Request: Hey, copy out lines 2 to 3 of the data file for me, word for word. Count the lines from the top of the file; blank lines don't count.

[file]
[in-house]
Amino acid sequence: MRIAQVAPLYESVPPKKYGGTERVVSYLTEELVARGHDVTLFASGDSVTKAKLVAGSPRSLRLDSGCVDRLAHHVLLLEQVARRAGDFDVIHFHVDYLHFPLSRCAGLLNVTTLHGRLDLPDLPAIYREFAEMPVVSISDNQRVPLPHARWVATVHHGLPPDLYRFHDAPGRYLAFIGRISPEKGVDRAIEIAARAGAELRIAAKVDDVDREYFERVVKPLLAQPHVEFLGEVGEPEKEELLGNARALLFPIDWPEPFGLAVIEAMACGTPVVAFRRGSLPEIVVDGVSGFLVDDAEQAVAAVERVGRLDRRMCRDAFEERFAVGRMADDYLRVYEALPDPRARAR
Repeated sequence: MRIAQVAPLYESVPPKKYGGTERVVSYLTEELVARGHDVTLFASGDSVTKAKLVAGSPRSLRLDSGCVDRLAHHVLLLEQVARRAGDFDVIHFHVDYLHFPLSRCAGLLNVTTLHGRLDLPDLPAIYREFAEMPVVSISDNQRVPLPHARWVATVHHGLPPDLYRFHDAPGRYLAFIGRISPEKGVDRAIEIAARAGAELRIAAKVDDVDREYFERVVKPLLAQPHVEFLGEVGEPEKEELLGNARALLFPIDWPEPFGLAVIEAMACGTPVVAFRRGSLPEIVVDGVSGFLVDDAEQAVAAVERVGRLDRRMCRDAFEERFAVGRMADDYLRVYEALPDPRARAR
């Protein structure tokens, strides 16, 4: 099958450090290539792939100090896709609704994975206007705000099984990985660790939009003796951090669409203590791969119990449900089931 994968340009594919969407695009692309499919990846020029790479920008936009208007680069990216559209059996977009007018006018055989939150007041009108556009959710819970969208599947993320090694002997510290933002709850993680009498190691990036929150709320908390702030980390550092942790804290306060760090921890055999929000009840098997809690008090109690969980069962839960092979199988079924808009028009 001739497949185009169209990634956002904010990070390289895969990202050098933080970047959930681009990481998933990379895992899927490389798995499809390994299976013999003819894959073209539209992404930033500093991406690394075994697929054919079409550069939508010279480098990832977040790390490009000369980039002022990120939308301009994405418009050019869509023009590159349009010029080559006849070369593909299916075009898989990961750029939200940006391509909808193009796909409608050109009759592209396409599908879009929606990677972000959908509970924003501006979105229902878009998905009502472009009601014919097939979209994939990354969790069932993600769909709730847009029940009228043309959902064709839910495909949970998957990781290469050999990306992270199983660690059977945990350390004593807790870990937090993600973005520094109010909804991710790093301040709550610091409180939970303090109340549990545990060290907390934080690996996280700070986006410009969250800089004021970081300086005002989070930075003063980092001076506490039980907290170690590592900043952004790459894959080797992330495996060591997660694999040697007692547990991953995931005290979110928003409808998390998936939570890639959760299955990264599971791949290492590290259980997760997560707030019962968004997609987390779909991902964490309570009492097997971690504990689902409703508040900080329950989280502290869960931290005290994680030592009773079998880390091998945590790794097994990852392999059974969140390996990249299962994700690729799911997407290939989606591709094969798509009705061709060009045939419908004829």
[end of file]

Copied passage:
Amino acid sequence: MRIAQVAPLYESVPPKKYGGTERVVSYLTEELVARGHDVTLFASGDSVTKAKLVAGSPRSLRLDSGCVDRLAHHVLLLEQVARRAGDFDVIHFHVDYLHFPLSRCAGLLNVTTLHGRLDLPDLPAIYREFAEMPVVSISDNQRVPLPHARWVATVHHGLPPDLYRFHDAPGRYLAFIGRISPEKGVDRAIEIAARAGAELRIAAKVDDVDREYFERVVKPLLAQPHVEFLGEVGEPEKEELLGNARALLFPIDWPEPFGLAVIEAMACGTPVVAFRRGSLPEIVVDGVSGFLVDDAEQAVAAVERVGRLDRRMCRDAFEERFAVGRMADDYLRVYEALPDPRARAR
Repeated sequence: MRIAQVAPLYESVPPKKYGGTERVVSYLTEELVARGHDVTLFASGDSVTKAKLVAGSPRSLRLDSGCVDRLAHHVLLLEQVARRAGDFDVIHFHVDYLHFPLSRCAGLLNVTTLHGRLDLPDLPAIYREFAEMPVVSISDNQRVPLPHARWVATVHHGLPPDLYRFHDAPGRYLAFIGRISPEKGVDRAIEIAARAGAELRIAAKVDDVDREYFERVVKPLLAQPHVEFLGEVGEPEKEELLGNARALLFPIDWPEPFGLAVIEAMACGTPVVAFRRGSLPEIVVDGVSGFLVDDAEQAVAAVERVGRLDRRMCRDAFEERFAVGRMADDYLRVYEALPDPRARAR